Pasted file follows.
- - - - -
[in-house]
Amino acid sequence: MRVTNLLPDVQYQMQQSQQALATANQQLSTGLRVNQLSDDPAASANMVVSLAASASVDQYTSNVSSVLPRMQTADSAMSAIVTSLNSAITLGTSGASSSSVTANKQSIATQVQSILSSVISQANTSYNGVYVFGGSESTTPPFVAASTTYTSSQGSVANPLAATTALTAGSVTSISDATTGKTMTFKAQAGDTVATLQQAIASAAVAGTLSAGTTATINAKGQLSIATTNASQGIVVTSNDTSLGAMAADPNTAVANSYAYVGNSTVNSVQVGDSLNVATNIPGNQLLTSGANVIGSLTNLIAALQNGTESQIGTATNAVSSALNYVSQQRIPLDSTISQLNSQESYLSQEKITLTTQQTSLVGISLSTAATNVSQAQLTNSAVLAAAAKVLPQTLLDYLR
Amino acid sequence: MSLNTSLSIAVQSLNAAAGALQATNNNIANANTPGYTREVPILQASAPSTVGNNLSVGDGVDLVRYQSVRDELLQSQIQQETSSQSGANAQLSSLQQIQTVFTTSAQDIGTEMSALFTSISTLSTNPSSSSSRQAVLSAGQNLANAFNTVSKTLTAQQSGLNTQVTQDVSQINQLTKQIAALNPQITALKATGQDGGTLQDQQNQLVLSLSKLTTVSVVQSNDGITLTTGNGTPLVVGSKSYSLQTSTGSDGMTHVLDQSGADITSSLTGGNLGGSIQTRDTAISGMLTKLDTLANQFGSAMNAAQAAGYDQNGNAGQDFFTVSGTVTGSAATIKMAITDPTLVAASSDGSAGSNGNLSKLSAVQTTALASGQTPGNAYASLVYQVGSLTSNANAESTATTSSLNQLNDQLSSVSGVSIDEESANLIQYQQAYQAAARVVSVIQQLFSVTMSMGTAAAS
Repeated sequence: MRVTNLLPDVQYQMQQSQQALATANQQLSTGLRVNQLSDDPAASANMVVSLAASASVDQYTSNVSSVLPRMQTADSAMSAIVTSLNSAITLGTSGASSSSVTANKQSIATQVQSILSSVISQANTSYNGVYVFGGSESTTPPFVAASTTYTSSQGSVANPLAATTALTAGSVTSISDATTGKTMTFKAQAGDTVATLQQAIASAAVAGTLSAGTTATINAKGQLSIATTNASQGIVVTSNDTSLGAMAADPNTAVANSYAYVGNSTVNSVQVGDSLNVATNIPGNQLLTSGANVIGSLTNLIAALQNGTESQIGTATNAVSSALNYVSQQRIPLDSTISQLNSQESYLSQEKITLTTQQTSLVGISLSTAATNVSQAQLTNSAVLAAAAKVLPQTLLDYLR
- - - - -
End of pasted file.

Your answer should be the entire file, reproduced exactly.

[in-house]
Amino acid sequence: MRVTNLLPDVQYQMQQSQQALATANQQLSTGLRVNQLSDDPAASANMVVSLAASASVDQYTSNVSSVLPRMQTADSAMSAIVTSLNSAITLGTSGASSSSVTANKQSIATQVQSILSSVISQANTSYNGVYVFGGSESTTPPFVAASTTYTSSQGSVANPLAATTALTAGSVTSISDATTGKTMTFKAQAGDTVATLQQAIASAAVAGTLSAGTTATINAKGQLSIATTNASQGIVVTSNDTSLGAMAADPNTAVANSYAYVGNSTVNSVQVGDSLNVATNIPGNQLLTSGANVIGSLTNLIAALQNGTESQIGTATNAVSSALNYVSQQRIPLDSTISQLNSQESYLSQEKITLTTQQTSLVGISLSTAATNVSQAQLTNSAVLAAAAKVLPQTLLDYLR
Amino acid sequence: MSLNTSLSIAVQSLNAAAGALQATNNNIANANTPGYTREVPILQASAPSTVGNNLSVGDGVDLVRYQSVRDELLQSQIQQETSSQSGANAQLSSLQQIQTVFTTSAQDIGTEMSALFTSISTLSTNPSSSSSRQAVLSAGQNLANAFNTVSKTLTAQQSGLNTQVTQDVSQINQLTKQIAALNPQITALKATGQDGGTLQDQQNQLVLSLSKLTTVSVVQSNDGITLTTGNGTPLVVGSKSYSLQTSTGSDGMTHVLDQSGADITSSLTGGNLGGSIQTRDTAISGMLTKLDTLANQFGSAMNAAQAAGYDQNGNAGQDFFTVSGTVTGSAATIKMAITDPTLVAASSDGSAGSNGNLSKLSAVQTTALASGQTPGNAYASLVYQVGSLTSNANAESTATTSSLNQLNDQLSSVSGVSIDEESANLIQYQQAYQAAARVVSVIQQLFSVTMSMGTAAAS
Repeated sequence: MRVTNLLPDVQYQMQQSQQALATANQQLSTGLRVNQLSDDPAASANMVVSLAASASVDQYTSNVSSVLPRMQTADSAMSAIVTSLNSAITLGTSGASSSSVTANKQSIATQVQSILSSVISQANTSYNGVYVFGGSESTTPPFVAASTTYTSSQGSVANPLAATTALTAGSVTSISDATTGKTMTFKAQAGDTVATLQQAIASAAVAGTLSAGTTATINAKGQLSIATTNASQGIVVTSNDTSLGAMAADPNTAVANSYAYVGNSTVNSVQVGDSLNVATNIPGNQLLTSGANVIGSLTNLIAALQNGTESQIGTATNAVSSALNYVSQQRIPLDSTISQLNSQESYLSQEKITLTTQQTSLVGISLSTAATNVSQAQLTNSAVLAAAAKVLPQTLLDYLR